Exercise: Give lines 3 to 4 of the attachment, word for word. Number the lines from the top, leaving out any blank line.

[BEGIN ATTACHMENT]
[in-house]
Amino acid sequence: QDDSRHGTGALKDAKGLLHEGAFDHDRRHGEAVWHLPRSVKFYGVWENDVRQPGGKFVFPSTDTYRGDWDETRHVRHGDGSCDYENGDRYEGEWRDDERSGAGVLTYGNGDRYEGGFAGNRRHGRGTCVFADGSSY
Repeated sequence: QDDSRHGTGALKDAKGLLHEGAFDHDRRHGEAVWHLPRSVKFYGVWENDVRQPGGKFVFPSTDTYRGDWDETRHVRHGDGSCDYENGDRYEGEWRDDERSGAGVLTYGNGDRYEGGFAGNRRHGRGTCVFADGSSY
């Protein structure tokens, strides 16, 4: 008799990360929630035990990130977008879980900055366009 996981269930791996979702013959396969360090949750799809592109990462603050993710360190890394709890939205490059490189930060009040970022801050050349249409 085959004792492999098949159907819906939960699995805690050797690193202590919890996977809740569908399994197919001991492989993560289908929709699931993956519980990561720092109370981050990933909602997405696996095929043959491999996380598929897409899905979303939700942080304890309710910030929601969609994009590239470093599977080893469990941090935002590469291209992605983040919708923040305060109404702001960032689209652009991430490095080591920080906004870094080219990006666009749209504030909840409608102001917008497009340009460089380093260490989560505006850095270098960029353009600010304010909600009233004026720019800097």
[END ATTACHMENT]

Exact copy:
Repeated sequence: QDDSRHGTGALKDAKGLLHEGAFDHDRRHGEAVWHLPRSVKFYGVWENDVRQPGGKFVFPSTDTYRGDWDETRHVRHGDGSCDYENGDRYEGEWRDDERSGAGVLTYGNGDRYEGGFAGNRRHGRGTCVFADGSSY
């Protein structure tokens, strides 16, 4: 008799990360929630035990990130977008879980900055366009 996981269930791996979702013959396969360090949750799809592109990462603050993710360190890394709890939205490059490189930060009040970022801050050349249409 085959004792492999098949159907819906939960699995805690050797690193202590919890996977809740569908399994197919001991492989993560289908929709699931993956519980990561720092109370981050990933909602997405696996095929043959491999996380598929897409899905979303939700942080304890309710910030929601969609994009590239470093599977080893469990941090935002590469291209992605983040919708923040305060109404702001960032689209652009991430490095080591920080906004870094080219990006666009749209504030909840409608102001917008497009340009460089380093260490989560505006850095270098960029353009600010304010909600009233004026720019800097």